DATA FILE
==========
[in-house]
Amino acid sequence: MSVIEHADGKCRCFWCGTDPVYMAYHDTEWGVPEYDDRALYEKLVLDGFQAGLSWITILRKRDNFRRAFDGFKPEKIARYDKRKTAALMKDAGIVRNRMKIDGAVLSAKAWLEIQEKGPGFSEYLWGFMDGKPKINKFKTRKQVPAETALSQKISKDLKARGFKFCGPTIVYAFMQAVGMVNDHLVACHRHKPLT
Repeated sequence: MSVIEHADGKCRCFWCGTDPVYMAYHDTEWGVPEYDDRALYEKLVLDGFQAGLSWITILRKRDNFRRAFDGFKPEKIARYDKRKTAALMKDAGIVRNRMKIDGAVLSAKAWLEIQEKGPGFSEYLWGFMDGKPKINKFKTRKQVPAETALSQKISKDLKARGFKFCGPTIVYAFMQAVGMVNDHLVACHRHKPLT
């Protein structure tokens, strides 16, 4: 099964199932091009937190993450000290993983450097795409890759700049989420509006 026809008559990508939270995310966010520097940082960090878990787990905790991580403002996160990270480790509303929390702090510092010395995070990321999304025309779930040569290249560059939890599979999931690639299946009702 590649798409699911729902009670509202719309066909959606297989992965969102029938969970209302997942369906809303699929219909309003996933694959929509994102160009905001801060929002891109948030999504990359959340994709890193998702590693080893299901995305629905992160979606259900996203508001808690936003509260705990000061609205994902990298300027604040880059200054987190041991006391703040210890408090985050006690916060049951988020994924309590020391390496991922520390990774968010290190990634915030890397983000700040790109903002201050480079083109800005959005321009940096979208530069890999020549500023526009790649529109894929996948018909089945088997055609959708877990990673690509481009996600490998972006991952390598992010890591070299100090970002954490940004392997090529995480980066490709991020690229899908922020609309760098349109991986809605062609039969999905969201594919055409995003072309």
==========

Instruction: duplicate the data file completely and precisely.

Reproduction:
[in-house]
Amino acid sequence: MSVIEHADGKCRCFWCGTDPVYMAYHDTEWGVPEYDDRALYEKLVLDGFQAGLSWITILRKRDNFRRAFDGFKPEKIARYDKRKTAALMKDAGIVRNRMKIDGAVLSAKAWLEIQEKGPGFSEYLWGFMDGKPKINKFKTRKQVPAETALSQKISKDLKARGFKFCGPTIVYAFMQAVGMVNDHLVACHRHKPLT
Repeated sequence: MSVIEHADGKCRCFWCGTDPVYMAYHDTEWGVPEYDDRALYEKLVLDGFQAGLSWITILRKRDNFRRAFDGFKPEKIARYDKRKTAALMKDAGIVRNRMKIDGAVLSAKAWLEIQEKGPGFSEYLWGFMDGKPKINKFKTRKQVPAETALSQKISKDLKARGFKFCGPTIVYAFMQAVGMVNDHLVACHRHKPLT
């Protein structure tokens, strides 16, 4: 099964199932091009937190993450000290993983450097795409890759700049989420509006 026809008559990508939270995310966010520097940082960090878990787990905790991580403002996160990270480790509303929390702090510092010395995070990321999304025309779930040569290249560059939890599979999931690639299946009702 590649798409699911729902009670509202719309066909959606297989992965969102029938969970209302997942369906809303699929219909309003996933694959929509994102160009905001801060929002891109948030999504990359959340994709890193998702590693080893299901995305629905992160979606259900996203508001808690936003509260705990000061609205994902990298300027604040880059200054987190041991006391703040210890408090985050006690916060049951988020994924309590020391390496991922520390990774968010290190990634915030890397983000700040790109903002201050480079083109800005959005321009940096979208530069890999020549500023526009790649529109894929996948018909089945088997055609959708877990990673690509481009996600490998972006991952390598992010890591070299100090970002954490940004392997090529995480980066490709991020690229899908922020609309760098349109991986809605062609039969999905969201594919055409995003072309």